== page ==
The solution to all the problems (mentioned above) and escape from proprietary software and enterprise licensing model: Proxmox and KVM.

If you have any doubts about KVM, you should know that AWS and Google use it.

KVM provides the hypervisor, QEMU takes care of hardware emulation and Proxmox adds the management layer and does an absolutely amazing job with that.

Since it is an open source software, you don’t need a license and all the features are available to you after installation. It includes built-in backup, replication, HA, distributed storage (ceph), local and remote storage options, live migration and containerization via LXC. There’s no need for a client software or separate management appliance, it’s all available on the web-based management and from any server in the cluster.

Proxmox also offer subscription based support plans and without one you just don’t get access to Enterprise repository that provides stable updates and enhanced security. You still get updates from the community channel for Proxmox.

This is a complete package without any limitation, and if you want to get access to enterprise repository, the minimal community subscription is a no brainer. Ecosystem and third party apps around KVM do not compare to VMware’s of course but you do get some like Acronis backup if the built-in system does not meet your requirements.

Conclusion

Hopefully it is now much easier to pick one. Remember that you can always nest one hypervisor within another. If you need to learn about one but prefer another for your environment, nesting hypervisors is the answer. Bear in mind that although this is possible on Hyper-V, it needs a lot of work and may not be very or as stable as KVM and ESXi.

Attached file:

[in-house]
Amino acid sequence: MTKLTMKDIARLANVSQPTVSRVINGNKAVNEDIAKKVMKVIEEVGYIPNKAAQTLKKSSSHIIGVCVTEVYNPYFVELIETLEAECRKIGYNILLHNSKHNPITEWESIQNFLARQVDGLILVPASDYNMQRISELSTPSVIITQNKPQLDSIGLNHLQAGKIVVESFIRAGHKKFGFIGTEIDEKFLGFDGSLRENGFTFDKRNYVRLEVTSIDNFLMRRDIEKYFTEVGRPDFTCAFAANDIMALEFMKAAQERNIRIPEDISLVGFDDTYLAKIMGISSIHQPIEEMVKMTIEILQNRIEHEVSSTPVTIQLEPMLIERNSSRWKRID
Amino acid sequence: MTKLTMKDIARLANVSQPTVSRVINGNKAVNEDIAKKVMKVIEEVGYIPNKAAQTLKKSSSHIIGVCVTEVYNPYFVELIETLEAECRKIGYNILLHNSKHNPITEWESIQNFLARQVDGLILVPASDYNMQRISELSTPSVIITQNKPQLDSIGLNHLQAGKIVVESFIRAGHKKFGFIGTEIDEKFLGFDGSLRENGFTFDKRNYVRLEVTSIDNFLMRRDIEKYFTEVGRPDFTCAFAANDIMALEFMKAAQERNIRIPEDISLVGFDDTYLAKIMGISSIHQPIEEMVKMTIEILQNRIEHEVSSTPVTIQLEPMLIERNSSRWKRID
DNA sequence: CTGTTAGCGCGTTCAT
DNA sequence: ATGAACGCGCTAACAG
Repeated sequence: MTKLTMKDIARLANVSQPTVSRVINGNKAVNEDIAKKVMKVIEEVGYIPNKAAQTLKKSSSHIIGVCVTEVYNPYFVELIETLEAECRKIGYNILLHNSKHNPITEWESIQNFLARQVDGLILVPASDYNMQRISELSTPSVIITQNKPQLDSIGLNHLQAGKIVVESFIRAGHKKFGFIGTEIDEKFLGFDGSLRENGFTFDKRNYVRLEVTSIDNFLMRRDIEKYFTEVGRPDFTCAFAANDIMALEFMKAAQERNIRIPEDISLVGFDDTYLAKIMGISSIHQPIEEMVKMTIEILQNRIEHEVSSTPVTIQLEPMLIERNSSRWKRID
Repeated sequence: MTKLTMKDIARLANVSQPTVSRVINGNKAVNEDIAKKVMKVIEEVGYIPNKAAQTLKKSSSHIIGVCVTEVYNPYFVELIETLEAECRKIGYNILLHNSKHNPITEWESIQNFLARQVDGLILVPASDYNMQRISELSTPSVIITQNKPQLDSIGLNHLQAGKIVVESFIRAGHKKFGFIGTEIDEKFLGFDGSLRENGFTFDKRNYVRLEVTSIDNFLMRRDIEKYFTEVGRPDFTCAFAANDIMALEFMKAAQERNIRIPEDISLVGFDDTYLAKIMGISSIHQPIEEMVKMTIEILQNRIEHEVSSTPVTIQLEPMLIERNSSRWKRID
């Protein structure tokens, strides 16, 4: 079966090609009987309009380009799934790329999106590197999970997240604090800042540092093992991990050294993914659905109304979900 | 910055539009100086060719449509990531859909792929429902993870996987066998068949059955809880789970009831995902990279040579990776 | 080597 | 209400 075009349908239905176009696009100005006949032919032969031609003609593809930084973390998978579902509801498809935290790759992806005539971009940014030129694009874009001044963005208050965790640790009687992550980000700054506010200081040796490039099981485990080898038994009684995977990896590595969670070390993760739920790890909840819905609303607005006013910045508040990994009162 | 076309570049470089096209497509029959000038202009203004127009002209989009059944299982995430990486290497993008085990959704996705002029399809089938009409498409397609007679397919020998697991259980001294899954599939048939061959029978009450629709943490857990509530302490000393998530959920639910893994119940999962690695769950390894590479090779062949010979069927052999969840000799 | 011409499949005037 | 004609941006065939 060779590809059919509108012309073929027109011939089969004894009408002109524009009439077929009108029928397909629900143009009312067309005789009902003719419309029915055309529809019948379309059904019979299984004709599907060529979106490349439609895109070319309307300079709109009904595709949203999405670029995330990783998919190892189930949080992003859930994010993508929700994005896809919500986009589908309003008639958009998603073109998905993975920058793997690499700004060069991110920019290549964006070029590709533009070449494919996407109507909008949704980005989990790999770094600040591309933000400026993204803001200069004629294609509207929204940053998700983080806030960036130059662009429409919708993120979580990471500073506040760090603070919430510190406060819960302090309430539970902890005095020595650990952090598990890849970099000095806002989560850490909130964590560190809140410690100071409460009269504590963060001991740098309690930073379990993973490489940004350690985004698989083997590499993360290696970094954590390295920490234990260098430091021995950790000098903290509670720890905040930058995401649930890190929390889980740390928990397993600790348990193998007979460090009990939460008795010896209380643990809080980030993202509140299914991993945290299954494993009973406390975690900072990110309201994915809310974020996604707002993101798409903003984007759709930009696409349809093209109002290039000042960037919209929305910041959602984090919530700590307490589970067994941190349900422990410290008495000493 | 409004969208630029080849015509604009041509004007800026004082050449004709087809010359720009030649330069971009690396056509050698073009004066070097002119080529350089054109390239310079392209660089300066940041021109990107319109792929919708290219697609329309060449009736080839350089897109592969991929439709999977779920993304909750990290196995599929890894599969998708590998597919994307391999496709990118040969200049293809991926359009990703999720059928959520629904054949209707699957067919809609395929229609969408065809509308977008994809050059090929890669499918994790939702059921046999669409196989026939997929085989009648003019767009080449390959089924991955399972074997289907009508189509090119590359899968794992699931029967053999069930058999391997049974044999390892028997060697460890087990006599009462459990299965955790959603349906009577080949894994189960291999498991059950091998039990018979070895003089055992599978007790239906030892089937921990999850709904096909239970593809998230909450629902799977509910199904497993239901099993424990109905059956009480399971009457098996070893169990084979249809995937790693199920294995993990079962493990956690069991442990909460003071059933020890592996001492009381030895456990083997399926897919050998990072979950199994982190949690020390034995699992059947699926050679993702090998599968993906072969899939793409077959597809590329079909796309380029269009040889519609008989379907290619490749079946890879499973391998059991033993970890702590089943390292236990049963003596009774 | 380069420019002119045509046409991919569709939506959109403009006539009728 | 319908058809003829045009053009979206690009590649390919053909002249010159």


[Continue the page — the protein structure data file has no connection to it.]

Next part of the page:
I personally would recommend Proxmox and KVM over the other two. It provides a fully featured and open source solution. The underlying OS is Debian Linux and you have the flexibility of a typical Linux system.

At the same time, I would also recommend VMUG Advantage subscription, because many if not most enterprise environments utilize vSphere and vCentre and it’s a must-have skill set.

For me, it’s goodbye ESXi & Hyper-V and Hello Proxmox/KVM

Just before new year, I decided to migrate my home lab from ESXi and Hyper-V to a cluster of Proxmox servers. I used CloneZilla to backup VMs from ESXi and Hyper-V, then re-create and restore on Proxmox. This worked very well and without any issues, even with UEFI boot and a database server. I’ve successfully tested live migration between the two servers and being able to assign a generic KVM CPU makes that possible and reliable.

The move to Proxmox was triggered by some annoyances on vSphere:

  • I could not use vMotion (I had tried before installing Hyper-V on Celeron server). Even with EVC or per-VM EVC it was at best very unstable and unreliable. I can understand as the Celeron server is not even on VMware HCL and there are major differences in CPU instruction sets between Celeron and Xeon-D. But KVM gets around this by providing a generic CPU.
  • No vMotion meant I couldn’t move vCentre to another host for ESXi updates and had to do that manually. It’s not a show stopper but becomes annoying. With Proxmox, management can be done from any hosts in the cluster, which is definitely a better implementation.
  • vCentre appliance taking up 10GB of memory was no fun either. In a small environment this is really overkill and takes away from your projects.

So does that mean I won’t ever use ESXi or Hyper-V? No. As a matter of fact I still have the VMUG Advantage subscription and nest both hypervisor on KVM to test and learn.